Yet he did not allow himself to become limited to these views. Nature’s thrall from across Britain found translation at the tip of his brush. The highlands of Scotland craggily crest towards the sky, as if reluctant to enliven themselves, ancient giants. The mountains of Snowdonia stand sentinel above heathland and moors bursting with water-soaked ferns and crushed velvet heather.
River scenes, too, were a firm favourite. Cole returned to the River Arun on many occasions. The artist’s fourth source of inspiration, poetry, can be noted here. ‘The poet of Nature is the poet who reaches the heart of the landscape painter,’ Chignell wrote. Tennyson was such a poet for Cole. He frequently used the writer’s words in the descriptions of his works, as well as to determine their focus. Indeed, ‘Summer Showers’ (1869) depicts a rainstorm encroaching on a peaceful stretch of river, and the inspiration comes from this line of Tennyson: ‘And one, a full-fed river winding slowly by hers upon an endless plain, the ragged rims of thunder brooding low, with shadow streaks of rain.’
It is incredible how Cole marries Tennyson’s written image with his own visual to create a piece of work which pays homage to the poem and yet is enlivened with its own energy. This is owing in thanks to his studies of nature, his understanding of the skies, and his detailed, Pre-Raphaelite inspired colourism. This is a clear example of Cole weaving together his own style from various sources of inspiration, developing the work of his forefathers in landscape painting to make it even more dynamic.
Such efforts were not without reward. Cole would become a member of the Royal Academy in 1880, and his works were regularly translated into engravings to be disseminated widely. The days of working as a teacher were behind him, Cole was encouraging respect for landscape paintings, both in the public mind and in the hallowed halls of the Royal Academy.
In his later years, Cole developed a fascination with the River Thames. He turned his attention to a subject with a grittier, industrial edge which he had not yet explored. Nonetheless, he captures with his characteristic cleverness the soul of the scenes laid out in front of him. In a work titled ‘The Pool of London’ (1888), the water turgidly tips the boats which line its shores. Polluted clouds are coughed out and lay thick like cotton over a smog-tinted sky. St Paul’s Cathedral stands master in the middle of the canvas, a beacon in the background. So different from his other works, this piece was no less successful. Indeed, it was one of the most expensive paintings bought with the Chantrey Bequest, intended to instate a national collection of fine art.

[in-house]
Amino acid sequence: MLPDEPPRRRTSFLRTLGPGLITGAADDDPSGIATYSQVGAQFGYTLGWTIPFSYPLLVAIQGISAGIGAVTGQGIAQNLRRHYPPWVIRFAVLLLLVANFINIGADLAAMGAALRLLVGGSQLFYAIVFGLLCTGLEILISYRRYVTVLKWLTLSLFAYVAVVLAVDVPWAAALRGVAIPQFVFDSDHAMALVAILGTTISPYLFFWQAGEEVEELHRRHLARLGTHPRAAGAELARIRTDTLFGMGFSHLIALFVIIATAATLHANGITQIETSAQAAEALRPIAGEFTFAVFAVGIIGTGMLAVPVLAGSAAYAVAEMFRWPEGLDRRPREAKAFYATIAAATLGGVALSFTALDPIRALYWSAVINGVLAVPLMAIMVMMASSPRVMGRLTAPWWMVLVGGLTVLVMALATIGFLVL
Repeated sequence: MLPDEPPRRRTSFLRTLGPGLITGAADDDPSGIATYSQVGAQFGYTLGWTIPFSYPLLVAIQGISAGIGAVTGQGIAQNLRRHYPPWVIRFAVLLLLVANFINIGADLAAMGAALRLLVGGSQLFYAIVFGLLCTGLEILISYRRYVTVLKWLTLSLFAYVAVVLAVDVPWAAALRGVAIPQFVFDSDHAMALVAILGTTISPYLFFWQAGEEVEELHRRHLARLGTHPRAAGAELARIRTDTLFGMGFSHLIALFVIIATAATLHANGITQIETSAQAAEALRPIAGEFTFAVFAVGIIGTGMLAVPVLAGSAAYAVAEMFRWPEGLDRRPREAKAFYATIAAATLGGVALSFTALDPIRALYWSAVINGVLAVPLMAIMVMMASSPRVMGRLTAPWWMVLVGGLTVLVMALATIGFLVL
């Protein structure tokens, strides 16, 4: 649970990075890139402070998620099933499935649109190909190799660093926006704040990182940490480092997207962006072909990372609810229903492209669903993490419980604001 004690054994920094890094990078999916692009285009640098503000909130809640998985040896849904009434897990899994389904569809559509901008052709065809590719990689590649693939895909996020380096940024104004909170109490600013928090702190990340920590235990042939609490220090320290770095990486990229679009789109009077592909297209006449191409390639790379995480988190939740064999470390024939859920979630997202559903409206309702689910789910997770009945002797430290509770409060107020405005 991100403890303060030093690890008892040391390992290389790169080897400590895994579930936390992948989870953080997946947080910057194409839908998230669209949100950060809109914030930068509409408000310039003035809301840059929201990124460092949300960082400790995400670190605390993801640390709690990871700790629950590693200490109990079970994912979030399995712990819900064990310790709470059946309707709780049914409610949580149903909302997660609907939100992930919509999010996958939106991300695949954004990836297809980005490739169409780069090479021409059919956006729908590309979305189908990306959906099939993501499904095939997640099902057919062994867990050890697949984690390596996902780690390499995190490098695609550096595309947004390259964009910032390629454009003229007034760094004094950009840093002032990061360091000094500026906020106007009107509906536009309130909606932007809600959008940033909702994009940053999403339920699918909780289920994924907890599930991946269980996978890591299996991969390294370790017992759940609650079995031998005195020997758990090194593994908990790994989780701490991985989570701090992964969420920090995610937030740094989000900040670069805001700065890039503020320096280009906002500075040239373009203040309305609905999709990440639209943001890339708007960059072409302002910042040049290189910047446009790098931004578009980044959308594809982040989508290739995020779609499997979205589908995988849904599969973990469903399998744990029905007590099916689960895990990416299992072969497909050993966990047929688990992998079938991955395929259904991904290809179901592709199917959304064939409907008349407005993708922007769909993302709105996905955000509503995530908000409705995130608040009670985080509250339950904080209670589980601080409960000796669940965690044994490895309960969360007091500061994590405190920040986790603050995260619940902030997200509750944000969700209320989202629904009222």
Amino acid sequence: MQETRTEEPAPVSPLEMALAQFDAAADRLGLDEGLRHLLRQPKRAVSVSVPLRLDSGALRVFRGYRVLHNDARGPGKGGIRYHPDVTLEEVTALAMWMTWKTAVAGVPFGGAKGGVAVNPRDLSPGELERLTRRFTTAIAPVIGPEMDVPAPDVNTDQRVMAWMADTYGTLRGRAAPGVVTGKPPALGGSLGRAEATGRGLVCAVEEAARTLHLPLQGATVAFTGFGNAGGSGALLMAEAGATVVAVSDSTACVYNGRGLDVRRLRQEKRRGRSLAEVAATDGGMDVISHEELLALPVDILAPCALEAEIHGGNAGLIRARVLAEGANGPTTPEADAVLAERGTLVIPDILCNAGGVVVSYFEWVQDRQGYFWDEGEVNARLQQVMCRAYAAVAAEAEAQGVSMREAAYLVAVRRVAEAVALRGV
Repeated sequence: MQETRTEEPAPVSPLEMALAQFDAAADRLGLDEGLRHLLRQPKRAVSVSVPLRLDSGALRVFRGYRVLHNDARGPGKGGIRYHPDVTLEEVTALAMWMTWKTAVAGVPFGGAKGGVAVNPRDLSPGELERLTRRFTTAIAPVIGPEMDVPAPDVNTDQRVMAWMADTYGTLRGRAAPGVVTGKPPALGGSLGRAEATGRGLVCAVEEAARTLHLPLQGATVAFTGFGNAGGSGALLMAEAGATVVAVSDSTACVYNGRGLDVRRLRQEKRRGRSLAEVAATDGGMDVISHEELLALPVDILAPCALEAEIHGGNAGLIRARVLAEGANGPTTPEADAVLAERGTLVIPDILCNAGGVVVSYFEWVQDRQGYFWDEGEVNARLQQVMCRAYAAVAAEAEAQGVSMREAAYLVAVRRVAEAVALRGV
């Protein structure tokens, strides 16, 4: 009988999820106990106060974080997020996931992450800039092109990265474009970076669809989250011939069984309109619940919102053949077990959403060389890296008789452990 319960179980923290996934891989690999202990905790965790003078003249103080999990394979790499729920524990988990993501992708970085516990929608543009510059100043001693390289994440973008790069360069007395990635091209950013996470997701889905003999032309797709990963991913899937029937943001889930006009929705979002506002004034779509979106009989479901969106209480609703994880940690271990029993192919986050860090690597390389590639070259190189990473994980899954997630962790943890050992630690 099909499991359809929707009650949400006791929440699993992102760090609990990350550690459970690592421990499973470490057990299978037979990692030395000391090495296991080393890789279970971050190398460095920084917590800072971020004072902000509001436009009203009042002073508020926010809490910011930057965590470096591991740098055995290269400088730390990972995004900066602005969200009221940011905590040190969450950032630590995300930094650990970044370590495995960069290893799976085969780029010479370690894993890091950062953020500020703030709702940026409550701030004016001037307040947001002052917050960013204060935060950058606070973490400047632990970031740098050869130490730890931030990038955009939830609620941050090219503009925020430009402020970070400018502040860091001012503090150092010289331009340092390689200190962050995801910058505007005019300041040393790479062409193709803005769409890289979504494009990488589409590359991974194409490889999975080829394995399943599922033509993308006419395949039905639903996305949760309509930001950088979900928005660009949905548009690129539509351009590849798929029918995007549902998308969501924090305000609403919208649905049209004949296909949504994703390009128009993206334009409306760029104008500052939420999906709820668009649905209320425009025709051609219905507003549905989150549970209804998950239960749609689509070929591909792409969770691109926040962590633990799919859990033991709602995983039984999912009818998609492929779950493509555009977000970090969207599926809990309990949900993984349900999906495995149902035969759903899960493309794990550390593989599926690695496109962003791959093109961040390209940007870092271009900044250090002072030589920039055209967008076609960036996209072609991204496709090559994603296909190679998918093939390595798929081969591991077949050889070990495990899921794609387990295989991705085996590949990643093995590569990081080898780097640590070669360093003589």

Whilst the Thames was the subject of many artists before Cole, including J.M.W. Turner, as well as his contemporaries, such as friend and rival Benjamin Williams Leader (1831-1923), Cole brought his distinctive hand to offer it unique treatment.
It is something of a tragedy that Cole would die suddenly in 1893, 10 days shy of his 60th birthday. His funeral was attended by numerous other giants in the art world. Cole had been well-liked, an amiable figure amongst his peers. The art world had lost a pillar in landscape painting.
Despite the withering appreciation for Victorian art in the 20th century, Cole’s legacy is incredibly clear in this current time. Cole took the baton from those who came before him and ran with it, ensuring that, from thereon in, nature was the landscape artist’s guiding star, joined in constellation with a lyricism derived from the poets. There are many similarities in Cole’s artistic spirit to the impressionists who would continue to elevate landscape art.
George Vicat Cole was a stalwart of his time and is a lively example of the development of landscape art during the 19th century. His faithful yet poetic depictions of nature paid great homage to the beauties of the British countryside, so much so that contemporaries would conclude: ‘it is impossible to view the country under some aspects without being irresistibly reminded of this painter.’
Born in Portsmouth, Britain.
First exhibited at the Society of British Artists. Moved to Fulham, London, Britain.
Exhibited frequently at The British Institution.
Exhibited frequently at the Royal Academy.
Moved to Camden Town, London, Britain.
Worked as a drawing teacher at Queens’ College for Ladies.
Married Mary Anne Chignell.
Became a member of the Royal Society of British Artists.
Awarded a silver medal by the Society for the Encouragement of the Fine Arts.
Moved to Holmbury Hill, Sussex.
Revoked membership of the Royal Society of British Artists.
Exhibited at the Exposition Universelle, Paris, France.
Moved to Kensington, London.
Elected an Associate of the Royal Academy.
Elected a Member of the Royal Academy.
Died in Kensington, London, Britain.